Dacien glanced over at Gaius, who was white as a sheet but had managed to keep his lunch down despite the constant rolling freefall. “If you’re wondering,” Dacien shouted over the din of their re-entry, “we look like fast-moving debris. That’s how we can get past them unnoticed. We’ll just sort of fall to our dooms, except, hopefully, I can regain control at the last second.”
Gaius slowly turned, his hair whipping wildly about his face, and stared incredulously at the Adept. “Hopefully?”
“I’ve never tried this before.” He shrugged. “Should work, I have a good feeling about it.”
The shuttle grew increasingly hot as they fell, the molten plasma outside baking the ship without any active shields to protect it. Dacien, sweat streaming down his face, continued to pilot the shuttle in spasms of motion, doing his best to make random adjustments to throw off enemy sensors. Suddenly the plasma disappeared, the heat beginning to abate – though slowly, given the roasting heat of the local star – and the landscape of Nancora becoming visible ahead of them.
Dacien knew he had only a small window to arrest their fall. He waited until the Force screamed at him that it was time. In that instant, he reactivated all systems, and rapidly toggled the maneuvering thrusters in an alternating pattern that swiftly stabilized the ship into an upright position. They were still rapidly descending, however. Dacien shunted extra power from weapons into the attitude thrusters, and pulled back slightly on the stick to redirect some of the reactivated main thruster energy into reversing their downward momentum.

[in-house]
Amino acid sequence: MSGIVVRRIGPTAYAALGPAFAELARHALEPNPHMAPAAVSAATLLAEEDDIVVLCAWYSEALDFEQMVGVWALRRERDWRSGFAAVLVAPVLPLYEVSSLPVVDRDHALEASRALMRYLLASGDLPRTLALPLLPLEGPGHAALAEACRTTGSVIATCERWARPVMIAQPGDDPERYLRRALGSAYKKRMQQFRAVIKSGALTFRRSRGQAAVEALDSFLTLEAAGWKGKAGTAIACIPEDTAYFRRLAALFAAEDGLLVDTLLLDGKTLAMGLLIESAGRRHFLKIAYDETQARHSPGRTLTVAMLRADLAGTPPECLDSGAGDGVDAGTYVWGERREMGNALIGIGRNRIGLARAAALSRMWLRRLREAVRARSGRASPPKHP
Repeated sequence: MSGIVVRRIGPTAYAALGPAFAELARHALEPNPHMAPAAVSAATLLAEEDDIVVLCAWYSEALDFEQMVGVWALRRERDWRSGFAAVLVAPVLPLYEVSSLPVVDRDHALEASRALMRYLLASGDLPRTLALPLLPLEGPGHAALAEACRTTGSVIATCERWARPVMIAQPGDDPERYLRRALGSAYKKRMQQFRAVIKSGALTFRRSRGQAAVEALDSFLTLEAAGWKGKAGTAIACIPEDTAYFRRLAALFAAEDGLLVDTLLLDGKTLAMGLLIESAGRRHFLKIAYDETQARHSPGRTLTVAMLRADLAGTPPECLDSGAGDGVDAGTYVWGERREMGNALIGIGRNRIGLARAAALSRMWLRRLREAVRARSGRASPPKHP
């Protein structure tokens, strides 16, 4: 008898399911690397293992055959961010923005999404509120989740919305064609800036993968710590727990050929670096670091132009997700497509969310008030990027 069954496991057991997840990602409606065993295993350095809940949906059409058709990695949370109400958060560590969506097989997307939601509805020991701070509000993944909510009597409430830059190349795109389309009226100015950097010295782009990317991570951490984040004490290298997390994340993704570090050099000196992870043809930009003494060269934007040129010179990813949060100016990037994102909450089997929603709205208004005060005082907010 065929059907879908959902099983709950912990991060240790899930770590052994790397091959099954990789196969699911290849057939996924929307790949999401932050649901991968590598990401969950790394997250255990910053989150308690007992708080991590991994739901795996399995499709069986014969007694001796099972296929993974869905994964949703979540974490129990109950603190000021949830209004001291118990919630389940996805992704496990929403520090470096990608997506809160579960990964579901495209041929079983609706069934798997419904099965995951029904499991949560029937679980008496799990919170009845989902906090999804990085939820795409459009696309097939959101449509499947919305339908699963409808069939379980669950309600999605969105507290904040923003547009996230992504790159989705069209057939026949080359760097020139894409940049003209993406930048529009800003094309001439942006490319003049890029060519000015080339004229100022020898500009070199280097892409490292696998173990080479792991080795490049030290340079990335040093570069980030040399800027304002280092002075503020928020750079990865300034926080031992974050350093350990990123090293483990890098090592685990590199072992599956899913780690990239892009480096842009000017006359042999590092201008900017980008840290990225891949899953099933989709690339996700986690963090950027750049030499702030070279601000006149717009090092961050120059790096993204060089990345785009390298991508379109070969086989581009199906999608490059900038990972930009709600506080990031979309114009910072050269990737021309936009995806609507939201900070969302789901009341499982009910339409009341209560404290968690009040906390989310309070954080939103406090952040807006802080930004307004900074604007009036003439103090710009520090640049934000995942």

It was a painfully slow few seconds as the surface ripped towards them. A mere 100 meters above sand-blasted desert, the Astraeus finally reached equilibrium, its thrusters overcoming the force of gravity and holding that altitude. Dacien reduced their forward speed as well, so that they were essentially hovering, and quickly checked his sensors. They were only slightly off-target, having come down about half a klick from their designated landing site. Dacien released a breath he hadn’t realized he’d been holding, and then gently set the shuttle down, its landing gear sinking slightly into the sand of the Badlands.
He looked over at Gaius, grinning, “Shall we?”